From the Editors
The New York Times says Jadaliyya "Brings New Life to Arab Studies." Read about it by clicking here.
Ahmad Shokr and Anjali Kamat
It is too early to know the definitive story of what led to Tuesday’s protests at the US embassy in Cairo and the brazen attack on the US consulate in Benghazi later that night that killed four Americans, including Ambassador Christopher Stevens. As protests threaten to spread, what emerges through the dense speculative fog of the aftermath of Tuesday’s attacks is that the violence cannot be ascribed to any single cause. It was the result of a deadly confluence of factors: ...Keep Reading »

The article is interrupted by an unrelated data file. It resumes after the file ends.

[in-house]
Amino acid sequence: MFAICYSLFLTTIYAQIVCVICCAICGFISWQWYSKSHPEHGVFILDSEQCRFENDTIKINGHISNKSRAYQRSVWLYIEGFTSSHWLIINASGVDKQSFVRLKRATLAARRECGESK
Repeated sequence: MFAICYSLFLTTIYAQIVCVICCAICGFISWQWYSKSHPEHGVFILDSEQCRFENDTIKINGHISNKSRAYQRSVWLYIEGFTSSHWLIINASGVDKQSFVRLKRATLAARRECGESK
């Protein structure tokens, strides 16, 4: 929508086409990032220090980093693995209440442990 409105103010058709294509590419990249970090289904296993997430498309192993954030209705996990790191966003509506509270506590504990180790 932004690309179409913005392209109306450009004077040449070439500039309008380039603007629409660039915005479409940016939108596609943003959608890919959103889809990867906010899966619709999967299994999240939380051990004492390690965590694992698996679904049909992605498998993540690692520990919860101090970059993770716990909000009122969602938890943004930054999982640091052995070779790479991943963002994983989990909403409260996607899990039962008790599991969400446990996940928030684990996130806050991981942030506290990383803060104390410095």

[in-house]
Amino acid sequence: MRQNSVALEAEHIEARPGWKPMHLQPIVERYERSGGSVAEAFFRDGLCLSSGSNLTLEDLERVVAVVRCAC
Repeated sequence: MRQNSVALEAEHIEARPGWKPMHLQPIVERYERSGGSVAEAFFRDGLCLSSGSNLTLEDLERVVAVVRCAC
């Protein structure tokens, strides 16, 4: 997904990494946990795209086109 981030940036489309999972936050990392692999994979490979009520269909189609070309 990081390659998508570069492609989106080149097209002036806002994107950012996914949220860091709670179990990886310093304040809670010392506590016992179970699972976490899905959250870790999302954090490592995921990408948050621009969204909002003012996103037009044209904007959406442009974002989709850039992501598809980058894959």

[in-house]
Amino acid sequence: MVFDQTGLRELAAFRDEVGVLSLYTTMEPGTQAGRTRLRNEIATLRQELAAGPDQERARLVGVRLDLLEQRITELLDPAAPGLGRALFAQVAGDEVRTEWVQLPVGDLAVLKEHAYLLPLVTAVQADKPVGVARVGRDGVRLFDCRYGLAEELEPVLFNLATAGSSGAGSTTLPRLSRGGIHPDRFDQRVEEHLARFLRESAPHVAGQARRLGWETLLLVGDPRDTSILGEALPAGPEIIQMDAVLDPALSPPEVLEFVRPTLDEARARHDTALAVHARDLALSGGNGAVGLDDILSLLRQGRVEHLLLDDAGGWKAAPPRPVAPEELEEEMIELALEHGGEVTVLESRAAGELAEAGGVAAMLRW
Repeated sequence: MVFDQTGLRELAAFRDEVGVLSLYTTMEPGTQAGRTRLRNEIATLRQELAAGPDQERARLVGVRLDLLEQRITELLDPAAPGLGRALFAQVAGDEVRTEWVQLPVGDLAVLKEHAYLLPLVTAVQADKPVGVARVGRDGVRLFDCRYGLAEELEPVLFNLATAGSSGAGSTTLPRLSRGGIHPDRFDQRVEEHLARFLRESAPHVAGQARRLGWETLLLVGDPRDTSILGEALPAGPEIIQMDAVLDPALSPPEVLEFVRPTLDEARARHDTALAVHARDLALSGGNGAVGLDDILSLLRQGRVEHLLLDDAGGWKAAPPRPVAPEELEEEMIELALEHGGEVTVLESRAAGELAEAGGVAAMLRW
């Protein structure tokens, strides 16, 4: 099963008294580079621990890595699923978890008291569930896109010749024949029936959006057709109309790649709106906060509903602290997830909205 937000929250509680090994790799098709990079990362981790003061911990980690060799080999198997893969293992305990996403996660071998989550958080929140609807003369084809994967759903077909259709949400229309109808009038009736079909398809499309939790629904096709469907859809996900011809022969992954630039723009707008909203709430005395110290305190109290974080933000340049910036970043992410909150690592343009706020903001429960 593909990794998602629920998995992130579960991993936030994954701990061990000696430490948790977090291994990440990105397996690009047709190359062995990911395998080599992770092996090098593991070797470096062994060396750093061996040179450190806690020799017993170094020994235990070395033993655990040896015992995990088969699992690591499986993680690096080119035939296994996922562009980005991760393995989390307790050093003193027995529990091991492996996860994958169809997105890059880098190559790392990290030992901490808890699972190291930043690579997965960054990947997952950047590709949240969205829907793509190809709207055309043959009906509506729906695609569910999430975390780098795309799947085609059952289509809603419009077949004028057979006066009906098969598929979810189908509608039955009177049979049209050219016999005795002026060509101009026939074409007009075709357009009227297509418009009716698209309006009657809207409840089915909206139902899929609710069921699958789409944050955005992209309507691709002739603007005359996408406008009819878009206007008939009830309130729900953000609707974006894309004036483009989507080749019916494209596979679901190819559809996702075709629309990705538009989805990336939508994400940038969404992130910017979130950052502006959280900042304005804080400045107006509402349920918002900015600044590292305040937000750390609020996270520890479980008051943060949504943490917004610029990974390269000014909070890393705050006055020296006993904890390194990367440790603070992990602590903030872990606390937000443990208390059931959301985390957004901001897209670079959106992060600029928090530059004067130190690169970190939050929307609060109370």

Ahmad Shokr is an editor at Al-Masry Al-Youm English Edition and a Ph.D. candidate in History and Middle Eastern and Islamic Studies at New York University.
Anjali Kamat is an independent writer and former Democracy Now! correspondent. She’s a producer for Fault Lines at Al Jazeera English.
"Inasmuch as the book is about the impossibility of the Islamic state, it is also pronouncedly a sustained critique of modernity… the native Islamic heritage provides as good an example and model for constructing forms of Islamic governance as any Western model, if not even better."click | email | tweet